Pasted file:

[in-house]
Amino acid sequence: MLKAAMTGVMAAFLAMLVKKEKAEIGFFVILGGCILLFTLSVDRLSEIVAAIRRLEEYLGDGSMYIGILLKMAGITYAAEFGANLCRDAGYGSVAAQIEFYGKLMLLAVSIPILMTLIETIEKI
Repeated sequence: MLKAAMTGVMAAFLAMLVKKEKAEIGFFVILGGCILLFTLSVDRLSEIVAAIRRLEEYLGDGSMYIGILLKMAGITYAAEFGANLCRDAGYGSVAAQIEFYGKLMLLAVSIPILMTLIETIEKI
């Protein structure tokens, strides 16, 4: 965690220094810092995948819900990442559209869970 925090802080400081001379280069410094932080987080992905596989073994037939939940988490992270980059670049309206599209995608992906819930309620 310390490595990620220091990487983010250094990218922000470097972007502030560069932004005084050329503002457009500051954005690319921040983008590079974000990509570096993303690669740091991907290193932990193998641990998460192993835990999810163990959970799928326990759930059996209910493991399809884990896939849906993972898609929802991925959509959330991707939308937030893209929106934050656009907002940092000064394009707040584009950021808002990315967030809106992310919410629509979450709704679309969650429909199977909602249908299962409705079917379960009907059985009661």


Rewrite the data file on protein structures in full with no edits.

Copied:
[in-house]
Amino acid sequence: MLKAAMTGVMAAFLAMLVKKEKAEIGFFVILGGCILLFTLSVDRLSEIVAAIRRLEEYLGDGSMYIGILLKMAGITYAAEFGANLCRDAGYGSVAAQIEFYGKLMLLAVSIPILMTLIETIEKI
Repeated sequence: MLKAAMTGVMAAFLAMLVKKEKAEIGFFVILGGCILLFTLSVDRLSEIVAAIRRLEEYLGDGSMYIGILLKMAGITYAAEFGANLCRDAGYGSVAAQIEFYGKLMLLAVSIPILMTLIETIEKI
């Protein structure tokens, strides 16, 4: 965690220094810092995948819900990442559209869970 925090802080400081001379280069410094932080987080992905596989073994037939939940988490992270980059670049309206599209995608992906819930309620 310390490595990620220091990487983010250094990218922000470097972007502030560069932004005084050329503002457009500051954005690319921040983008590079974000990509570096993303690669740091991907290193932990193998641990998460192993835990999810163990959970799928326990759930059996209910493991399809884990896939849906993972898609929802991925959509959330991707939308937030893209929106934050656009907002940092000064394009707040584009950021808002990315967030809106992310919410629509979450709704679309969650429909199977909602249908299962409705079917379960009907059985009661």